Back in 2016, Ars contributor Rich Stanton wrote in depth about the crowdsourced process used by the CS:GO community to reliably identify cheaters. It’s a process that involves multiple experienced human investigators agreeing on recorded evidence of cheating, Stanton writes. It’s also a process in which investigators “presume the suspect to be innocent” and where “never being wrong is more important than always being right,” Stanton wrote.

“The surety demanded by the Overwatch system creates a small slice of cases where you’re convinced the player’s hacking, but you can’t say for sure—and if there’s any doubt, you have to let it slide,” Stanton continued.

It’s unclear whether this new CS:GO policy suggests Valve might further loosen its system of VAC consequences in the future (a Valve representative has yet to respond to a request for comment from Ars Technica). In any case, this is the first visible crack in a system that had previously served as an impenetrable shield against cheaters.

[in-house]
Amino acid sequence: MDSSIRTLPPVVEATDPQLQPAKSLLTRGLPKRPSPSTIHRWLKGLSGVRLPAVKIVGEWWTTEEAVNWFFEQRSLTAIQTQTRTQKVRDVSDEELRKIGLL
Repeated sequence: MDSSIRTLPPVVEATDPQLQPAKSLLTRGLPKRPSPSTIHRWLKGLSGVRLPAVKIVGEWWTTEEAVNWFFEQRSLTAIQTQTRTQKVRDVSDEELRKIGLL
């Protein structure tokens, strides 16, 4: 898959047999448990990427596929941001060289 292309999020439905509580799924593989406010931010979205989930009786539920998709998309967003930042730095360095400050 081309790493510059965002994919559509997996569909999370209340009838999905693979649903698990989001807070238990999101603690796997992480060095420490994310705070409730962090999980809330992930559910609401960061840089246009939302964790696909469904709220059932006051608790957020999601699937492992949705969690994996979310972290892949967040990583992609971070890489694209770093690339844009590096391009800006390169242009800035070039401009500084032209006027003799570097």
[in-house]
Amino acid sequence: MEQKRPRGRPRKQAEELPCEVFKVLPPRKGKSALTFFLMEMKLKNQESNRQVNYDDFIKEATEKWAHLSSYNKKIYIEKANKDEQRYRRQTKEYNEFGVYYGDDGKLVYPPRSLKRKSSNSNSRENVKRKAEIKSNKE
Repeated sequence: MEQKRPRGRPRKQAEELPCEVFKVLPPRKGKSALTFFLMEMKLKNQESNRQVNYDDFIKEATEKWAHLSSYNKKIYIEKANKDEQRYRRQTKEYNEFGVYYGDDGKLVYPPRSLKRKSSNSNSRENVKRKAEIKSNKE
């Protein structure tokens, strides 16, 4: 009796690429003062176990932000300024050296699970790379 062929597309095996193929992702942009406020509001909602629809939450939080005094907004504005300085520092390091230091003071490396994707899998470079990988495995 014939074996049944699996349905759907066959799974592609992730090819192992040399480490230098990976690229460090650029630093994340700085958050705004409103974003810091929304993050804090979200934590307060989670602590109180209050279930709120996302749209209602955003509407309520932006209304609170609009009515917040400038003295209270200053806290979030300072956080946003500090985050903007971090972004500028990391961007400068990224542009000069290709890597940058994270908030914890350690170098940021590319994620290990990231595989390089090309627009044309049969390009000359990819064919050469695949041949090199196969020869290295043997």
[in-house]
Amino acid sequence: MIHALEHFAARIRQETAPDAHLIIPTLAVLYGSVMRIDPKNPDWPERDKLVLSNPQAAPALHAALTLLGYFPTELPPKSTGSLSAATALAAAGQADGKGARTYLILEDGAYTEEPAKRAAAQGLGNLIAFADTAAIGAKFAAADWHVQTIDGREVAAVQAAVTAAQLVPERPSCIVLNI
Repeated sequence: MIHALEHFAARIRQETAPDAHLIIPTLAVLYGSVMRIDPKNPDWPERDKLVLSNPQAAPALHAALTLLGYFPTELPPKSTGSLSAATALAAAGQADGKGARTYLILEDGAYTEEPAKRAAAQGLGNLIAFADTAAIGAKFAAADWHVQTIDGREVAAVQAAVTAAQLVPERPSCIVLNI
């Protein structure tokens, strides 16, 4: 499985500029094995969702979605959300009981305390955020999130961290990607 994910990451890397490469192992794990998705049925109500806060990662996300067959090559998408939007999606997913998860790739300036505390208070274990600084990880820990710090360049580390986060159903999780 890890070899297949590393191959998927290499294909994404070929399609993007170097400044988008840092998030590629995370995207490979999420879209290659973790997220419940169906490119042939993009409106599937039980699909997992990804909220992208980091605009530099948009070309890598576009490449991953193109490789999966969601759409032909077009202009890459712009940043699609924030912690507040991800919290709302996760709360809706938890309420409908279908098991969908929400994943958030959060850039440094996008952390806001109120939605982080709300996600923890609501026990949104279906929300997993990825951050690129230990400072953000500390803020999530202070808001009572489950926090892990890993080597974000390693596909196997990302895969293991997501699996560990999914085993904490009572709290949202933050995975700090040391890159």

Continue Reading

Gaming

NPD: PlayStation 5’s first 5 months are best ever for a US console launch

Published

on

Enlarge / The PS5 is bigger than Xbox Series X in more ways than one (at least, in the United States).

Sam Machkovech

While we’re still waiting on exact sales numbers for last year’s newest video game consoles, select stats have begun to emerge that, at least in the US, give a clear lead to Sony’s PlayStation 5. As it turns out, the lead is historically significant.

The NPD Group, a longtime retail analyst, has confirmed via brick-and-mortar and digital sales figures that the PlayStation 5 sold more units than any other console sold in its first five months in the US.

NPD rarely confirms exact sales figures, and stitching together an estimate of PS5 sales in the US thus far is therefore a bit tricky. In early 2018, Nintendo claimed the title of fastest selling console in US history at a mark of 10 months, by which point the company had sold “more than 4.8 million” Switch consoles.